Consider the following scenario:
You’ve deployed your Virtual Machines on Hyper-V hosts that are running Windows Server 2012 or 2012 R2. Everything appears to be running swimmingly. However, you soon start to experience the following symptoms:
- Virtual machines randomly lose network connectivity. The network adapter appears to be working in the virtual machine. However, you cannot ping or access network resources from the virtual machine. Restarting the virtual machine does not resolve the issue
- You cannot ping or connect to a virtual machine from a remote computer, you are only able to connect via the Hyper-V console
When this occurs, the only fix is to restart the Hyper-V host. Restarting the VM does not resolve the issue. This also does not address the underlying issue as to why this is occurring in the first place.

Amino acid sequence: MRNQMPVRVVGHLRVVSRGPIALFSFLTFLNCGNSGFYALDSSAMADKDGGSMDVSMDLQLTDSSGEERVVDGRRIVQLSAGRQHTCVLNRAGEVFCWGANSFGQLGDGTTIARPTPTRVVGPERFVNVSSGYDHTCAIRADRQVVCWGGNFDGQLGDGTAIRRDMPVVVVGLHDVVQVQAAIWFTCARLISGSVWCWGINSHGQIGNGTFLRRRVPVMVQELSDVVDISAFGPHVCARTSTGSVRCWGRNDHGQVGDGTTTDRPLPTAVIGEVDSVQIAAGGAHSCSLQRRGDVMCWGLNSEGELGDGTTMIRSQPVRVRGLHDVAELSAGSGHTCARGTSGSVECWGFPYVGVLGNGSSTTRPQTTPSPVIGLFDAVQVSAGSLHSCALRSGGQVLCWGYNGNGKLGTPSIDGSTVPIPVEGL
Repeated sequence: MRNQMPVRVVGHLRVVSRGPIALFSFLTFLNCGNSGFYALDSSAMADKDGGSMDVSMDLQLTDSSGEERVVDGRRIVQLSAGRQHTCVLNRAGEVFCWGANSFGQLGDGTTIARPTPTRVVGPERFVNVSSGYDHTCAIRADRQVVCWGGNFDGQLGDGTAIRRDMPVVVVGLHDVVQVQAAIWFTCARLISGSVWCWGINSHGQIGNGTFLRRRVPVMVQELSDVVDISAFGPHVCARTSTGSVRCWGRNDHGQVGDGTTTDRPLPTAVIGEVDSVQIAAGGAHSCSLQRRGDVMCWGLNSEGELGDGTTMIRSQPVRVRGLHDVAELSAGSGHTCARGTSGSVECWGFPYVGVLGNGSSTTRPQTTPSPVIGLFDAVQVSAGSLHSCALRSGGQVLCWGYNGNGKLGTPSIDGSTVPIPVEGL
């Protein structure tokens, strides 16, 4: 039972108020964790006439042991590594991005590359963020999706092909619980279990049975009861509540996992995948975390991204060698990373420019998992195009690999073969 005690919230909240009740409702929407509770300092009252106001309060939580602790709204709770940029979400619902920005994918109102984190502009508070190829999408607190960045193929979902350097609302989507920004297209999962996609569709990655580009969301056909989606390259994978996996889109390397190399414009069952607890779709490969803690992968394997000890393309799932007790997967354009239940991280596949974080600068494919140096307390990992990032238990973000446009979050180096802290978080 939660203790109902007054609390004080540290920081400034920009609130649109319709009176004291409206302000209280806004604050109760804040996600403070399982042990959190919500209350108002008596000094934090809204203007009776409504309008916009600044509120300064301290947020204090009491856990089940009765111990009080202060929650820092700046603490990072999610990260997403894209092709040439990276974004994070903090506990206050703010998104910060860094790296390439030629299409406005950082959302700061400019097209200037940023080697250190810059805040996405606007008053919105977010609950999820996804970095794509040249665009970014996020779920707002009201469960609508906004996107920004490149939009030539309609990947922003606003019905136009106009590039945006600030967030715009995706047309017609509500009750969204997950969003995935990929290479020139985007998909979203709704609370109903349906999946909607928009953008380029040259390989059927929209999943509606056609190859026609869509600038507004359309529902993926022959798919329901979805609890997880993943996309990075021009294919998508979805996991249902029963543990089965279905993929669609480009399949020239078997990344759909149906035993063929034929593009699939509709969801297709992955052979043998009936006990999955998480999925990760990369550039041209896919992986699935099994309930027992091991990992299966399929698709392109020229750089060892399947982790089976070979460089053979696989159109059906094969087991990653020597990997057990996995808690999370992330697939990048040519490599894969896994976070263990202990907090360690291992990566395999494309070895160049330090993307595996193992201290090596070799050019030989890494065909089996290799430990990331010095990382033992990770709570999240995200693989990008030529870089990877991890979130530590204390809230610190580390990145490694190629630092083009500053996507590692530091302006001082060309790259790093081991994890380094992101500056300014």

This issue has been around for sometime, with Microsoft acknowledging and discussing it here. However, this only refers to the “NetXtreme 1-gigabit network adapters”, which in my case were not being used. Looking a little deeper, the issue affected a broader number of network adapters, all of which used common components manufactured by a company called Emulex. If you were using an affected adapter on a Windows Server 2012 or 2012 R2 Hyper-V host, and you had Virtual Machine Queue (VMQ) enabled, you could potentially see this issue.
VMQ is only relevant if the network adapters used on your Hyper-V hosts are 10-gigabit or faster. In my case, all adapters were 1-gigabit, meaning I could simply disable VMQ and see if that resolved my problem. To check whether or not VMQ is enabled, run the following:
Set-NetAdaptervmq -Name “Embedded LOM 1 Port 2” -Enabled $false
Alternatively, you can also disable from Device Manager:
Once you have disabled VMQ on the adapter, make sure you also disable it from the Hardware Acceleration menu from Setting on all Virtual Machines
This resolved the issue for me.